The city government mistakenly overvalued $223 million in assets like roads, bridges and other property in financial statements last year, officials acknowledged Friday.
Baltimore finance director Edward J. Gallagher said the city's accountants did not classify about 5 percent of Baltimore's $4.3 billion of fixed assets in the correct accounting category, causing the assets — which include resurfaced roads, renovated buildings and improved parks — to be overvalued in financial statements. City accountants never factored in the depreciation of the assets, officials said.
"None of these accounting issues affect the city's cash flows; they have no impact on the day-to-day operation of the city, and Baltimore's budget remains in balance," Gallagher said.
He noted that the mistake was the city's alone and that the assets have been moved to the correct accounting category in which the properties will depreciate in value at the proper rate. He said he's instituting tighter controls to make sure it doesn't happen again.
"Our financials were misstated. The finance department will take responsibility," he said.
Gallagher said the city called ratings agencies in New York on Friday to inform them of the mistake but had not yet reached anyone. He said he did not believe the mistake would affect the city's credit rating.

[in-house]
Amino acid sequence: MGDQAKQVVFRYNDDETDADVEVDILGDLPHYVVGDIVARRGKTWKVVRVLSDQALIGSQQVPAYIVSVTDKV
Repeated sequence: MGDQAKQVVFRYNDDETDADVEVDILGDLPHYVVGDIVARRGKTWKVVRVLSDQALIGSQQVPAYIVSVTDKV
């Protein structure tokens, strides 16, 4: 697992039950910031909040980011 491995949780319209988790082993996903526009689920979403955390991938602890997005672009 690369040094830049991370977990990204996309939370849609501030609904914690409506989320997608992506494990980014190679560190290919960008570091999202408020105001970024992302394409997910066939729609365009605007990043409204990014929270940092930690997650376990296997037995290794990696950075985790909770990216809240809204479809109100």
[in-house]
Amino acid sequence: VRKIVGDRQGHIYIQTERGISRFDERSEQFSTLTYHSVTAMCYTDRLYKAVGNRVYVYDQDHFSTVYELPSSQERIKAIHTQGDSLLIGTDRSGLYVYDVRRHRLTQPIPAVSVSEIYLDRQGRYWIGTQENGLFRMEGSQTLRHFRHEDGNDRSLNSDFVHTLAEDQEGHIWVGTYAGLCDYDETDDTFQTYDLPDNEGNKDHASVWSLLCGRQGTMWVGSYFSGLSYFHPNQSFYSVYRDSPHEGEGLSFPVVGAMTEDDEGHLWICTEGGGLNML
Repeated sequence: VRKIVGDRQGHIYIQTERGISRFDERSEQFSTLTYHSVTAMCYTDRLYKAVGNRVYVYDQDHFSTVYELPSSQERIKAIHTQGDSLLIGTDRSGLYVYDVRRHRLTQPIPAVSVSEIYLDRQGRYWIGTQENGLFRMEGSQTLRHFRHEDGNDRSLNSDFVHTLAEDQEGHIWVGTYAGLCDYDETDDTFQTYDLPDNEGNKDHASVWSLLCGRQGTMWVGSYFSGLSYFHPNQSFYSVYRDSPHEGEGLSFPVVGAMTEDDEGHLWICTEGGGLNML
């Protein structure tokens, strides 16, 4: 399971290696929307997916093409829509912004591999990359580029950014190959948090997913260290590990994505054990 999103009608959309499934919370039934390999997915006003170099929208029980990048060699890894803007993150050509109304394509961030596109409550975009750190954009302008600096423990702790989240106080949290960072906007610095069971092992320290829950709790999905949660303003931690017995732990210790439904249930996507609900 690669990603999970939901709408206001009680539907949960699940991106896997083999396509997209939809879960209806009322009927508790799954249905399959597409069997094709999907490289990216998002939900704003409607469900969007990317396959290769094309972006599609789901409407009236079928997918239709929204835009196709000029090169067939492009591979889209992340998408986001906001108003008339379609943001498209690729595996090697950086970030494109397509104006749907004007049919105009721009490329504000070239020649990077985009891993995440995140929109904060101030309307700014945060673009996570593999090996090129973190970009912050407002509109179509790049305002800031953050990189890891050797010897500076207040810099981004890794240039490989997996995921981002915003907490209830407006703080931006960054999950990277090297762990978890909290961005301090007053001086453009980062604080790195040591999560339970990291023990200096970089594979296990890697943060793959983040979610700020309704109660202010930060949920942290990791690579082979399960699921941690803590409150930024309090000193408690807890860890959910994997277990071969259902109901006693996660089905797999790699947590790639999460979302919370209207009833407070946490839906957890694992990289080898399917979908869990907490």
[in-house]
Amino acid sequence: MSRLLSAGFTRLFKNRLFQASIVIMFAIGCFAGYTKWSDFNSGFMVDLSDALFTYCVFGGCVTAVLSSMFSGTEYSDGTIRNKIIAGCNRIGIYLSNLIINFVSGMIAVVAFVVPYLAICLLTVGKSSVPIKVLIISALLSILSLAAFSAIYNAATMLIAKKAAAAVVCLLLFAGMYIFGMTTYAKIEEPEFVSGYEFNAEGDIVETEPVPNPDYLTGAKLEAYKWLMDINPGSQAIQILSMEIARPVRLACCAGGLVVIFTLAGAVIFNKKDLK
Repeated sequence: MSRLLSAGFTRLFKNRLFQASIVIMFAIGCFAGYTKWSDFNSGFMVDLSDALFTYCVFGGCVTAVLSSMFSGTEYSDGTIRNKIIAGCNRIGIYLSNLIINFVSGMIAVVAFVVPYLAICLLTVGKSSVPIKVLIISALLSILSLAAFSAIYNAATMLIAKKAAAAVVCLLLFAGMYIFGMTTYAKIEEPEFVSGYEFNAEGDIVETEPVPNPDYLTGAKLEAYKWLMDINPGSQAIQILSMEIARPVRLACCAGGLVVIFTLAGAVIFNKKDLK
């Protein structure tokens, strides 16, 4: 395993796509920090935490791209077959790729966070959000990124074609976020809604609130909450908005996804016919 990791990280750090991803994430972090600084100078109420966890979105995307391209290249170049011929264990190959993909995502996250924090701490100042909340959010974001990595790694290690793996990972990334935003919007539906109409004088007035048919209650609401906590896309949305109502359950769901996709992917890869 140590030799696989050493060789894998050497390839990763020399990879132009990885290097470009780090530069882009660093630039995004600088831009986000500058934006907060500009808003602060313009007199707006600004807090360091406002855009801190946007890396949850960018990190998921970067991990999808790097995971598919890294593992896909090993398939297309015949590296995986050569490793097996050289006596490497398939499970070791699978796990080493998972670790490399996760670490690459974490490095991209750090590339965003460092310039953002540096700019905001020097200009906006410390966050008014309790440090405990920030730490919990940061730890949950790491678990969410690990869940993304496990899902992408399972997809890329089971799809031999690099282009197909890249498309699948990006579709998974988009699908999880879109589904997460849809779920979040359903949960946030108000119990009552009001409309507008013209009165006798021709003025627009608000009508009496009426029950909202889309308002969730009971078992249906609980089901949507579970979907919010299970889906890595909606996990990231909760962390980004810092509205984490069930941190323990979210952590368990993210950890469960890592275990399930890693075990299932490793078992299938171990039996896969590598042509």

A spokesman for Standard & Poor's did not immediately return a phone call seeking comment.
Baltimore City Council President Bernard "Jack" Young said Gallagher briefed him on the mistake.
"If we were a corporation, it would be something to frown on," he said. "But since we're not selling anything, I'm not too concerned about it. These things happen with a big city like Baltimore. In light of all our budget issues, some of these things just get dropped. I feel comfortable they have policies and procedures in place to make sure nothing like this happens again."
"He's not hiding anything," Young added about Gallagher.
The city auditor and Ernst & Young LLP are starting the process of auditing the restated 2010 financial statements and are expected to complete their work later this year, officials said.
Steve H. Hanke, professor of applied economics at the Johns Hopkins University, a frequent critic of the city's finances, said that the mistake was relatively small, but still a cause for concern.
"In the context of a general lack of transparency and clarity in the city's accounts, any mistake becomes material and of concern," he said. "It's always gratifying to see the city is correcting its accounts and making its accounts transparent."
Gallagher said the city learned of the mistake last week but did not receive more detailed numbers until Friday.